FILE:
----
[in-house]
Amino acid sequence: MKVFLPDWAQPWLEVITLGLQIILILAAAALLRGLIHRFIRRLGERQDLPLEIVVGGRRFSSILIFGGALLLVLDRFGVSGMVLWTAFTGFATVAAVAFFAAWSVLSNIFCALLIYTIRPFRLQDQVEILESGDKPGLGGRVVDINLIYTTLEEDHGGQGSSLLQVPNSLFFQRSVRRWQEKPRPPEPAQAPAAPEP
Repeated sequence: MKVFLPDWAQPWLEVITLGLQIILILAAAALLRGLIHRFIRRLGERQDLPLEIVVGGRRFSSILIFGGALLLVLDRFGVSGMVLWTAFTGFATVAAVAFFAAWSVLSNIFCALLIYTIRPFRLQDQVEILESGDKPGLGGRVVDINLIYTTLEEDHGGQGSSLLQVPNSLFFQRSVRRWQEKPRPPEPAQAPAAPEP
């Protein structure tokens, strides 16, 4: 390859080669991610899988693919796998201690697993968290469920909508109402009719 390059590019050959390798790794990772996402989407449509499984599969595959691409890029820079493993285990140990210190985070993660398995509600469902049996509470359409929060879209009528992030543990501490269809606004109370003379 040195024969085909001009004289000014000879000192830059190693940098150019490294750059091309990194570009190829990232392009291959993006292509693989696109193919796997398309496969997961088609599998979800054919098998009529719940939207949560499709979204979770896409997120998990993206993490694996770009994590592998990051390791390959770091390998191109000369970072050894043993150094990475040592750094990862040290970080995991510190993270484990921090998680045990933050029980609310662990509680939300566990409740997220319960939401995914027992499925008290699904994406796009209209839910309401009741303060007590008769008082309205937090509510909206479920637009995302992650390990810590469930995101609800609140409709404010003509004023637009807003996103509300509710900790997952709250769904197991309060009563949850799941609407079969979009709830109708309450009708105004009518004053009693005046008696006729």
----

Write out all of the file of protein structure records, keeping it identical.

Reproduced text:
[in-house]
Amino acid sequence: MKVFLPDWAQPWLEVITLGLQIILILAAAALLRGLIHRFIRRLGERQDLPLEIVVGGRRFSSILIFGGALLLVLDRFGVSGMVLWTAFTGFATVAAVAFFAAWSVLSNIFCALLIYTIRPFRLQDQVEILESGDKPGLGGRVVDINLIYTTLEEDHGGQGSSLLQVPNSLFFQRSVRRWQEKPRPPEPAQAPAAPEP
Repeated sequence: MKVFLPDWAQPWLEVITLGLQIILILAAAALLRGLIHRFIRRLGERQDLPLEIVVGGRRFSSILIFGGALLLVLDRFGVSGMVLWTAFTGFATVAAVAFFAAWSVLSNIFCALLIYTIRPFRLQDQVEILESGDKPGLGGRVVDINLIYTTLEEDHGGQGSSLLQVPNSLFFQRSVRRWQEKPRPPEPAQAPAAPEP
């Protein structure tokens, strides 16, 4: 390859080669991610899988693919796998201690697993968290469920909508109402009719 390059590019050959390798790794990772996402989407449509499984599969595959691409890029820079493993285990140990210190985070993660398995509600469902049996509470359409929060879209009528992030543990501490269809606004109370003379 040195024969085909001009004289000014000879000192830059190693940098150019490294750059091309990194570009190829990232392009291959993006292509693989696109193919796997398309496969997961088609599998979800054919098998009529719940939207949560499709979204979770896409997120998990993206993490694996770009994590592998990051390791390959770091390998191109000369970072050894043993150094990475040592750094990862040290970080995991510190993270484990921090998680045990933050029980609310662990509680939300566990409740997220319960939401995914027992499925008290699904994406796009209209839910309401009741303060007590008769008082309205937090509510909206479920637009995302992650390990810590469930995101609800609140409709404010003509004023637009807003996103509300509710900790997952709250769904197991309060009563949850799941609407079969979009709830109708309450009708105004009518004053009693005046008696006729």